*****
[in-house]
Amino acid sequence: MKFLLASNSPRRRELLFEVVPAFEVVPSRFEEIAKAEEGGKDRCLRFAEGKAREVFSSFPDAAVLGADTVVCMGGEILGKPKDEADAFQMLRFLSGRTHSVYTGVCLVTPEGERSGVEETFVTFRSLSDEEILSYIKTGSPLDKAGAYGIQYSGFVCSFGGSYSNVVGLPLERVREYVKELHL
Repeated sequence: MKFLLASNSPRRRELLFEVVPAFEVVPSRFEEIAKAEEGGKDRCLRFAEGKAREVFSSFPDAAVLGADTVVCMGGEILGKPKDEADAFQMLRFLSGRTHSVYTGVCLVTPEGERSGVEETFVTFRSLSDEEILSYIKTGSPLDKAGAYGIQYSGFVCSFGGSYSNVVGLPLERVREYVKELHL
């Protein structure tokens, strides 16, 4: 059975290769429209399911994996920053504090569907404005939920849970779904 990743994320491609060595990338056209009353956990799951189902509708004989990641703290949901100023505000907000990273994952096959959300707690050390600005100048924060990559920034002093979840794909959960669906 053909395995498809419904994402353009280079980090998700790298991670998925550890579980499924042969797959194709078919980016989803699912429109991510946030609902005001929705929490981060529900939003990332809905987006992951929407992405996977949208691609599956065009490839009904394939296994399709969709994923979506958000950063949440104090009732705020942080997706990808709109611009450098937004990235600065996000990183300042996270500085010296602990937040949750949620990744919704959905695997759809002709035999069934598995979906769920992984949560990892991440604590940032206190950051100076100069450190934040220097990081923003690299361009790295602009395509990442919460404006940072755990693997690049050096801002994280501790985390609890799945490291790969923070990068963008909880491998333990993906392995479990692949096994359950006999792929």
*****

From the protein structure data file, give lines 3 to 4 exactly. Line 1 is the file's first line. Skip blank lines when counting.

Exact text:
Repeated sequence: MKFLLASNSPRRRELLFEVVPAFEVVPSRFEEIAKAEEGGKDRCLRFAEGKAREVFSSFPDAAVLGADTVVCMGGEILGKPKDEADAFQMLRFLSGRTHSVYTGVCLVTPEGERSGVEETFVTFRSLSDEEILSYIKTGSPLDKAGAYGIQYSGFVCSFGGSYSNVVGLPLERVREYVKELHL
């Protein structure tokens, strides 16, 4: 059975290769429209399911994996920053504090569907404005939920849970779904 990743994320491609060595990338056209009353956990799951189902509708004989990641703290949901100023505000907000990273994952096959959300707690050390600005100048924060990559920034002093979840794909959960669906 053909395995498809419904994402353009280079980090998700790298991670998925550890579980499924042969797959194709078919980016989803699912429109991510946030609902005001929705929490981060529900939003990332809905987006992951929407992405996977949208691609599956065009490839009904394939296994399709969709994923979506958000950063949440104090009732705020942080997706990808709109611009450098937004990235600065996000990183300042996270500085010296602990937040949750949620990744919704959905695997759809002709035999069934598995979906769920992984949560990892991440604590940032206190950051100076100069450190934040220097990081923003690299361009790295602009395509990442919460404006940072755990693997690049050096801002994280501790985390609890799945490291790969923070990068963008909880491998333990993906392995479990692949096994359950006999792929």